Now, I want to talk about Ron’s fog, and why Sorcerer causes so many problems with experienced RPG’ers… yup, it’s that fog again.
You see, we, as veterans of foggy games, are so damn used to the fog, we love it so much, we often try to defend it. Frex, this recent LJ exchange, some of our fellow fog bound pour scorn on princeofcairo‘s idea for an omen mechanic. “It’s treading on the holy ground of plot! That’s the job of the GM!”
Fog fog fog.
Where is that written? Where is it stated that the GM must pace everything without mechanics? Especially mechanics that work so darn well as these.
Here’s a clue for anyone who makes this sort of call about foggy “gm’s call beats mechanics” claims of superiority. Have a look at this short list:
- Chekhov’s pistol
- Show not tell
- Rising action
- Conflict creates character, character creates conflict
Now, are these game mechanics or methods for writers?
The answer is both: dramatic writers use what are essentially game mechanics to craft stories: Universalis, frex, only codifies them slightly more.
Also note in that thread where Mythusmage asks “Are you telling a story? Or is the group playing imaginary people living imaginary lives in an imaginary world where imaginary fatalities take place?”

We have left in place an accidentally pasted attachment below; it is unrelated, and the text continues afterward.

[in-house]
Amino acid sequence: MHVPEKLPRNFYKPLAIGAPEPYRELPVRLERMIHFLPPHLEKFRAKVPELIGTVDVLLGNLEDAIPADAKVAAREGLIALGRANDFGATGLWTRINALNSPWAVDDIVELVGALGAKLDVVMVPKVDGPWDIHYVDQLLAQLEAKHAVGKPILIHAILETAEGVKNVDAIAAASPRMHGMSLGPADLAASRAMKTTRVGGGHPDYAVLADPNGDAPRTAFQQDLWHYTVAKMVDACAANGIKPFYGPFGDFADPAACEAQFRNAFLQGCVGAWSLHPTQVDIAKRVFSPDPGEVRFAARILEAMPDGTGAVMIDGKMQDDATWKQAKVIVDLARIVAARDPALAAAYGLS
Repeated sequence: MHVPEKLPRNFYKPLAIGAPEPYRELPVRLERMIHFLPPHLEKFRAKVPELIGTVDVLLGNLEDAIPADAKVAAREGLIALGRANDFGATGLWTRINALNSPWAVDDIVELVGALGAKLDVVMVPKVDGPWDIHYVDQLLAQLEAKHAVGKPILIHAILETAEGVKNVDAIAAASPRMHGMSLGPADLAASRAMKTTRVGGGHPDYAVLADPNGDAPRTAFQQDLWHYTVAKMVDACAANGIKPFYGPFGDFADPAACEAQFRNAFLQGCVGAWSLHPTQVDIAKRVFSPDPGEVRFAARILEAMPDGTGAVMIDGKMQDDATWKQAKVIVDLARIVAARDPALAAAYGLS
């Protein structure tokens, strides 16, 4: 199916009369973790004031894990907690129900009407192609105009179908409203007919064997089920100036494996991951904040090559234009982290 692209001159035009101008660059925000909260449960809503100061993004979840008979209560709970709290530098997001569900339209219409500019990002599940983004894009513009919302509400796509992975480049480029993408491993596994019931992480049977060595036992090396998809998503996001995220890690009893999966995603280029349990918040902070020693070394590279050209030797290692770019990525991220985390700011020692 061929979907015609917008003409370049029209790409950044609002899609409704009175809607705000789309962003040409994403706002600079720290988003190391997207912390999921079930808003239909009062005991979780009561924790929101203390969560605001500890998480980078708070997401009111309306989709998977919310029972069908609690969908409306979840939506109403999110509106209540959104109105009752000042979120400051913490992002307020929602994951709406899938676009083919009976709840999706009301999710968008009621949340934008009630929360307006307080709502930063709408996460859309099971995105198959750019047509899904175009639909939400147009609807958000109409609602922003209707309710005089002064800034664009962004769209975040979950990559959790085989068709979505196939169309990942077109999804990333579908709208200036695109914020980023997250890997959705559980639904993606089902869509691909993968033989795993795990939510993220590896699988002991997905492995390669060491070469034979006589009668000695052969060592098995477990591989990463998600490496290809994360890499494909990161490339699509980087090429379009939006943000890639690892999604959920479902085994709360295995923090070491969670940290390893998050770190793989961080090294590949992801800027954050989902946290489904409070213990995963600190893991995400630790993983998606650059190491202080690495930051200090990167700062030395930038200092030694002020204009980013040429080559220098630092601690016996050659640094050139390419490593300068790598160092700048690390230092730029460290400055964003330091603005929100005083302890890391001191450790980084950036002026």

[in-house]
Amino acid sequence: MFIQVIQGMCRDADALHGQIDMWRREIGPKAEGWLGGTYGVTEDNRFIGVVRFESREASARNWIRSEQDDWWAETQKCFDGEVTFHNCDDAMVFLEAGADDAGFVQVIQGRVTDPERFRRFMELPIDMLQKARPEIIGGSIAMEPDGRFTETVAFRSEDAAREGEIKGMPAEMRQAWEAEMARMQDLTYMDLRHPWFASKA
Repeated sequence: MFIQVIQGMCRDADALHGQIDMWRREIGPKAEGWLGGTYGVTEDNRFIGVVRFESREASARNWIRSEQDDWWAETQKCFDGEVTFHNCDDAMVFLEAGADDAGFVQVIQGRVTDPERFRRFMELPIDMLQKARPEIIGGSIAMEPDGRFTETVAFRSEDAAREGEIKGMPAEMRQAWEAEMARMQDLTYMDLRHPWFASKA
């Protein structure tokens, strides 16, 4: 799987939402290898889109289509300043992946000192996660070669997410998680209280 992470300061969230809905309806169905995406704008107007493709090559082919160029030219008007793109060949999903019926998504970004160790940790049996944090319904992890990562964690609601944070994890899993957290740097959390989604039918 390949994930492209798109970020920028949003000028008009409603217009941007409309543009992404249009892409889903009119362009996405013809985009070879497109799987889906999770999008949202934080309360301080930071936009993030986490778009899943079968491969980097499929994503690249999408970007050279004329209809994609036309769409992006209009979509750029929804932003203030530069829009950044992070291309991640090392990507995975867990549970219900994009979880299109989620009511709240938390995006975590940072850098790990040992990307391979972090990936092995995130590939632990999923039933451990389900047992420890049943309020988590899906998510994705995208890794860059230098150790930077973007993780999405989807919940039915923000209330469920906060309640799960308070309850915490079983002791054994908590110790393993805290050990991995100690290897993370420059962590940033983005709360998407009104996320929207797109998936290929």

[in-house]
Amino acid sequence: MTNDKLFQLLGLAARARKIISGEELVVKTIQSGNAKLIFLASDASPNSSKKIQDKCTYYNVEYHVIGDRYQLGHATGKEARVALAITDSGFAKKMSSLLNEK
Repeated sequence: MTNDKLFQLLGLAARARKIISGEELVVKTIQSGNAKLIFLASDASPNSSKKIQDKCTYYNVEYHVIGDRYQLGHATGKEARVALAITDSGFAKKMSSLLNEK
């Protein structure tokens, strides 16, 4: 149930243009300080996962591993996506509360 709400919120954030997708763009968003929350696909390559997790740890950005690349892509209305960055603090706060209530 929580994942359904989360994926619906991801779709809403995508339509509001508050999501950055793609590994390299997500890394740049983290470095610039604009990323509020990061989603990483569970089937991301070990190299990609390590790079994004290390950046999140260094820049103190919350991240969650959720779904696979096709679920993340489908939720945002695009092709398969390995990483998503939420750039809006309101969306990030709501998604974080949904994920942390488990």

To quote Jack Nicholson “When you’re faced with a loaded gun, what’s the difference?” This is such a false dichotomy, it’s not even funny. I can see where he’s coming from (Mythusmage wants, or appears to want, a “real world” sim game, the omen mechanic works to reinforce a dramatic simulation of a certain sort of fiction), but still, can you write those sentences without pulling yourself up and saying “Whoa!”?
I guess it’s another case of “same planet, different worlds”.
But anyway, it’s another in a long line of defences of the fog. “Don’t have rules for social interaction, don’t give clear guidelines for narrative rights, please, please don’t actually seek to define the processes we all actually use in play, or talk about our social interactions…” Keep us in the fog, it shows we’re superior, it protects us from confronting what we’re actually doing.
Okay, I’m ranting again, let’s get back to Sorcerer. You see, when a fog bound player hits the sorcerer rule book, it’s so dense, and almost completely free of the fog clearing that Ron’s so good at in the Forge fora, that you’re left with foggy techniques to deal with it. And if you approach Sorcerer with foggy techniques, is pretty meh. Nothing special.
Approach it with a clear mind… but wait, who the heck could do that? Pretty much every actual Sorcerer player has come through a kind of apostolic succession to Ron, AFAIK. And all of us guys, pretty much are veteran role players, veterans of the fog.
Now, someone please shoot me down if I’m wrong, but I think I’m right in saying that Ron’s said that the Sorcerer main rule book has these problems that partly he thought that to be upfront about what makes sorcerer different in play, he’d put folks off. Scare ’em out of the fog.
Anyway, time getting on, thoughts getting incoherent, food getting cold, more later.